Mind and body are both in good shape to defend Dubai Open title this week, she claims.
Justine Henin believes there are two reasons why she is in better shape to defend her Dubai Open title this week than while trying to win back the Australian Open title in Melbourne last month.
Henin reckons it was "a big mistake" for her to have played in the first Grand Slam of the year, claiming her knee injury had not fully recovered and that this left her with a post-tournament legacy of pain.
Another important factor has been her psychological improvement, aided by her continuing coming to terms with the prolonged emotional aftermath of a rapprochement with her family.
This took another step forward with her father coming to watch her play and win the title at the Diamond Proximus Games at Antwerp the week before last - the first time he had done so since before the family bust-up more than seven years ago.
"Perhaps I didn't have time to come down enough after what happened in 2007," said Henin. "It was quite a short time to recover. Mentally and physically I was quite tired. And I had another injury.
"Don't get me wrong - I'm not saying this is the reason why I lost in Australia: Maria (Sharapova) was the best player. But it has been difficult for me to deal with in the last few weeks.
"We have all grown up after what happened to us. It's not easy. It's been like that and it's not easy. But we have no regrets. What happened happened.
"Now we can live together. What happened in these seven years happened and we have to respect that, and there is a lot of respect.
"When I came back from Australia I spent a lot of time with them (my family). They are together in my life which is a good feeling.
"My father was at the final in Belgium in the box with all the other ones. It's another step. What happened is in the past. We all grow up a lot in that experience."
Henin is also pleased to have recovered from the knee problem through which she played in Australia but which required her to stop for three weeks after it was over.
During this time she was having cortizone regularly, and feels that has done the trick. Asked how the injury occurred, she said: "It's a chronic problem with the knee and it may come back.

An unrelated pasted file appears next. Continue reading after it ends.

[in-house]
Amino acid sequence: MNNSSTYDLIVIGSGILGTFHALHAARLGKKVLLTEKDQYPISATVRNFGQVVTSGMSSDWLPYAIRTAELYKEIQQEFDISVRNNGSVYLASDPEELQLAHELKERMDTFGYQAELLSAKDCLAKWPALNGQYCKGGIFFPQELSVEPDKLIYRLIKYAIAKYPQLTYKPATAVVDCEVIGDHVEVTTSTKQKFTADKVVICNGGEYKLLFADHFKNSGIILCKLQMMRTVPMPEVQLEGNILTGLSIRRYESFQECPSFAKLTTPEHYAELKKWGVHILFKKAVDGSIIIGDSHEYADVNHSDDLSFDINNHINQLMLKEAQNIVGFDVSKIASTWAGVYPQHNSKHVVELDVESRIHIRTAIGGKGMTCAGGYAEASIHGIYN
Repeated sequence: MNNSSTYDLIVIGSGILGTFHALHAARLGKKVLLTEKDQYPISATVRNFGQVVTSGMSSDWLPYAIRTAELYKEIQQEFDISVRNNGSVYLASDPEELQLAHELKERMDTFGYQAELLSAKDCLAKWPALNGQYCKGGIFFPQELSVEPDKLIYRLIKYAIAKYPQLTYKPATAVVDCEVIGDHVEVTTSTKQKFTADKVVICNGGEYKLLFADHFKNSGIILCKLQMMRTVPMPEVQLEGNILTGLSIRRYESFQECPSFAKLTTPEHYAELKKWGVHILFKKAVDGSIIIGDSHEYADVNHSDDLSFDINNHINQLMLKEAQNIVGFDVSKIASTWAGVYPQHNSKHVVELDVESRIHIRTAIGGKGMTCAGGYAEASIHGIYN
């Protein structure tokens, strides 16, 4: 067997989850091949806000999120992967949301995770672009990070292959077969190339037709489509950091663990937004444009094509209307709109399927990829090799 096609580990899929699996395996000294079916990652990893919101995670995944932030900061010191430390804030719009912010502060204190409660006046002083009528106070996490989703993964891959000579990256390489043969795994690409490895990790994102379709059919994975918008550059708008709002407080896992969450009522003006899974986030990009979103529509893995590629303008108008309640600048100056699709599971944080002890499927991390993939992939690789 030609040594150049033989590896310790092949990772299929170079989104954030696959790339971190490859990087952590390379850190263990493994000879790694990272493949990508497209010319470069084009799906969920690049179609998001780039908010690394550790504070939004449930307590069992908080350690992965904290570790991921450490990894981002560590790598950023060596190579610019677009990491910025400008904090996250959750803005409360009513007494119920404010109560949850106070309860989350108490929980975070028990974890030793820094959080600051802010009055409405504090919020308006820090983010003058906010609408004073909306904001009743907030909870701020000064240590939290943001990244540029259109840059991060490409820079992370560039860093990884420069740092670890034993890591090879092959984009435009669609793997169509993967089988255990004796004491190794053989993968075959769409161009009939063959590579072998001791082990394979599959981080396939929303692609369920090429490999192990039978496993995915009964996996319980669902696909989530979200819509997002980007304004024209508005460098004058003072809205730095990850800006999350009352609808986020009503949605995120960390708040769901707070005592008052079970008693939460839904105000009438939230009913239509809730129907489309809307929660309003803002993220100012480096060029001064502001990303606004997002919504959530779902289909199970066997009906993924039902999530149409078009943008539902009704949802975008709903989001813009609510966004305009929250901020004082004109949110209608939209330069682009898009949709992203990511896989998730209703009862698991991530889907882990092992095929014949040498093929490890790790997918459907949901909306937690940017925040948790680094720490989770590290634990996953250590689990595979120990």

"I have to pay attention to this. The schedule is difficult and we are quite busy. If I want to stay on a few more years I know I have to be more careful.
"I should not have played in the Australian Open because of my knee and it was a big mistake because if after that it's a few weeks with the pain. It's not easy mentally either.
"I was already feeling a bit injured when I left for Australia. But that's not the main reason I lost".
Henin has a bye but then could find herself with an unusually difficult opening encounter on Wednesday against Nadia Petrova, the former world number three from Russia.
Her first seeded opponent should be Marion Bartoli, the Wimbledon runner-up from France, and in theory she should go on to have a semi-final with Ana Ivanovic, the Australian runner-up from Serbia.
However Ivanovic is still trying to recover from the ankle injury sustained during her only match in Doha, during an unfortunate start to her first tier one tournament as number one seed.
Ivanovic practised for the first time since the mishap five days previously and pronounced herself as "50-50" to compete this week.
Maria Sharapova, the Australian Open champion and last week's winner in Doha, is arguably the best player in the world on current form, but is nevertheless seeded down at number five. This has made her quarter-final draw more crucial.
Sharapova could have a second round with Amelie Mauresmo, the former world number one from France, and if she comes through that, a quarter-final with the second-seeded Svetlana Kuznetsova, the former US Open champion from Russia.